THE BLOG

Homophobia in Africa

16/05/2014 10:22 BST | Updated 15/07/2014 10:59 BST

South African, perched on the southern most tip of Africa, often feel detached from the rest of the world. Yet we have one of the most well-known and effective constitutions ever written - one of the reasons why, back in the 1980s, South Africa never erupted into a full-scale civil war.

In my late teens and early twenties, homosexual acts were illegal in South Africa, and I was arrested twice by the South African Police for solicitation. The South African Police would find a very good looking policemen and dress them in plain clothes, allowing them to infiltrate the cruising and cottaging spots in and around Durban. They would then lure you into a situation whereby you could be set up and then they literally pounced on you, arresting you for solicitation. You would be taken to a police charge office where you would be further belittled and embarrassed in front of all the policeman on duty at the time. I was fortunate I was never physically assaulted by them, however there were incidents of police brutality against openly gay men.

There are deep cultural beliefs in many African communities where being gay is simply not accepted. So even though today in 2014, 20 years after our magnificent constitution was put into effect, outside of the city, in the black townships and in the rural areas, if a gay person is found out by the community, they have to escape with the clothes on their back. The communities are known to believe that gay people are possessed by the devil, and this belief goes back many generations. There are countless cases of gay South Africans being beaten, and even killed, because of their sexual orientation. If it is a lesbian, they are sometimes raped on the belief that this will 'cure' them of this 'disease'. Gay South Africans are often ostracized by their families, friends, communities and even churches.

Those that are fortunate manage to escape or flee to the cities of South Africa - Cape Town, Johannesburg and Durban - and a few smaller towns, where being gay is more tolerable or perhaps easier to conceal. However this comes with another set of challenges. These rural or township gay blacks are now left to the peril of the big bad cities. Here they are now extremely vulnerable to prostitution, drugs and crime as a means of survival. Along with drugs and prostitution comes the risk of being infected with HIV.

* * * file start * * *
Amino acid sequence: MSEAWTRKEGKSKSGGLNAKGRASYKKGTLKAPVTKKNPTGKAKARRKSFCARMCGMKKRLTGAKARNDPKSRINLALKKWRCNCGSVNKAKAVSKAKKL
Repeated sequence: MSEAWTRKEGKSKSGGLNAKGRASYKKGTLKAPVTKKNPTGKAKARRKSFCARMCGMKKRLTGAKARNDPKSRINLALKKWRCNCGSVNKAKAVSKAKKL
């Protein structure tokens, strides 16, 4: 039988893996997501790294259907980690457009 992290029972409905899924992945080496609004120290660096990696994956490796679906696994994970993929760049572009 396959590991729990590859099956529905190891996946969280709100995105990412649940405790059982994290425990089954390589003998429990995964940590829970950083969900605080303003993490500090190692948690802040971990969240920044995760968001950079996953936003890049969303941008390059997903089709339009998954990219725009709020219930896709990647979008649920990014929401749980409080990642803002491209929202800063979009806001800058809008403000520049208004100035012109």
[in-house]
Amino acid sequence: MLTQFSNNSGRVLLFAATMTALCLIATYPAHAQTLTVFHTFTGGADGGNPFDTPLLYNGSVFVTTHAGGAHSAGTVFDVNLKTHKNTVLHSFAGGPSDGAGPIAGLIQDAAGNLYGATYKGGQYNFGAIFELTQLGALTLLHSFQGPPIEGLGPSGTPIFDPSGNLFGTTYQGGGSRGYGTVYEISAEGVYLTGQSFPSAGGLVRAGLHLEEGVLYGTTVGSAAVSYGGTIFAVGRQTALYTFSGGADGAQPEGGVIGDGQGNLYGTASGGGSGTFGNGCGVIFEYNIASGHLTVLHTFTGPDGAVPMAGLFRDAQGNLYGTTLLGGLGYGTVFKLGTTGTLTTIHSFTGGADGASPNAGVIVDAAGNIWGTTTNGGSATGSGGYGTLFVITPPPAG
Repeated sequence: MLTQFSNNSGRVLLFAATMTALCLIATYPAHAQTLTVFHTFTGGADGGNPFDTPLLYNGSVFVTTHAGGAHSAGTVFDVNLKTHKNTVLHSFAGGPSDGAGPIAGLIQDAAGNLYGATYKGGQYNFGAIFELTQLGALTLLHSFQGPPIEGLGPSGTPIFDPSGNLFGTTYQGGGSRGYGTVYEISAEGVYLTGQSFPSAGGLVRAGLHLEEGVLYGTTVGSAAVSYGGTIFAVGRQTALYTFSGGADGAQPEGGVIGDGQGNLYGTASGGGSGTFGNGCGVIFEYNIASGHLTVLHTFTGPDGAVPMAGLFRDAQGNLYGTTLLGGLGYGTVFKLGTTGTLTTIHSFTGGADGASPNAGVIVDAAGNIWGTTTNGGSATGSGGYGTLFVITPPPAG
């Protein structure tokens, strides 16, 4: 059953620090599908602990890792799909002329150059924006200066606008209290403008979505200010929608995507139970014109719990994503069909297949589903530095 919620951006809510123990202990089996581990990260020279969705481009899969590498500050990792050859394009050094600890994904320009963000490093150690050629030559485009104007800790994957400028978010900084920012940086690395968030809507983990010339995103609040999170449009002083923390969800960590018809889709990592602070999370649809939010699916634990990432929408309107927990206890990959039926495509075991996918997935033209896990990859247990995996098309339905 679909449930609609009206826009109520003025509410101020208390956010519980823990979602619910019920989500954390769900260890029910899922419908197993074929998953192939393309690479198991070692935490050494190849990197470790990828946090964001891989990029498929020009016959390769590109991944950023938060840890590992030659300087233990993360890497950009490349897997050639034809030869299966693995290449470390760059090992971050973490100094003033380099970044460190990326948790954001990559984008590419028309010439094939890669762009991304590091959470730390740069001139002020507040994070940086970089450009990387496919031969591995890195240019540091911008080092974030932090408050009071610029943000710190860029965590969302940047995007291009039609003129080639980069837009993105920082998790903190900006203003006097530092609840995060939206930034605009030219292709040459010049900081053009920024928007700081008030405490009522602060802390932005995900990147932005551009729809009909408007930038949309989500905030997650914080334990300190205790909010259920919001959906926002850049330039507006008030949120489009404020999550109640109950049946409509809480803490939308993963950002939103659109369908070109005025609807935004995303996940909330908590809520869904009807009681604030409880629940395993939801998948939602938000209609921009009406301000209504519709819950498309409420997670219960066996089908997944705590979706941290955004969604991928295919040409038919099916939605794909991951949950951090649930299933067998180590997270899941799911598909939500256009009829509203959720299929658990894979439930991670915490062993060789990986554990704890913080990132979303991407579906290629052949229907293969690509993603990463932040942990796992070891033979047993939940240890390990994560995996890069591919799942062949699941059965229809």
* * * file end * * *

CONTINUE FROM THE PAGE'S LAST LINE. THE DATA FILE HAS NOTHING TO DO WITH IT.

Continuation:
Many of the African leaders, Uganda for example, are raising mass hysteria amongst the populations they lead against a weak and loving minority. This diverts the attention from the real issues facing their countries so they can continue to rape their citizens of the foreign aid coming into their countries and pursue their own selfish careers in politics and continue with a corrupt cabinet that cannot deliver basic services and needs to the population. Keeping your citizens uneducated is in the best interest of corrupt politicians in Africa. This is the best way to keep them voting for you, as the less the population knows, the more likely they will vote you back into power. As soon as you give someone an education and the freedom to think for themselves you stand the risk of them revolting or voting you out. This is one of the very reasons that the education system in South Africa is slowly collapsing. It is in the interests of the existing corrupt leaders to continue lowering the pass rates of schools, and make entrance into universities accessible to anyone, thus, over time creating a population that cannot think for themselves which will guarantee the existing leaders their positions in government offices.

I have never understood how gay people, who are merely wanting and seeking love are treated worse than rapists and murderers by their leaders. It's time the world stood as one as they did against colour discrimination in the 1970's and 1980's in South Africa, and stood as one against sexual discrimination, because really, what is the difference?

Read more from Trevor at www.secretsmakeyousick.com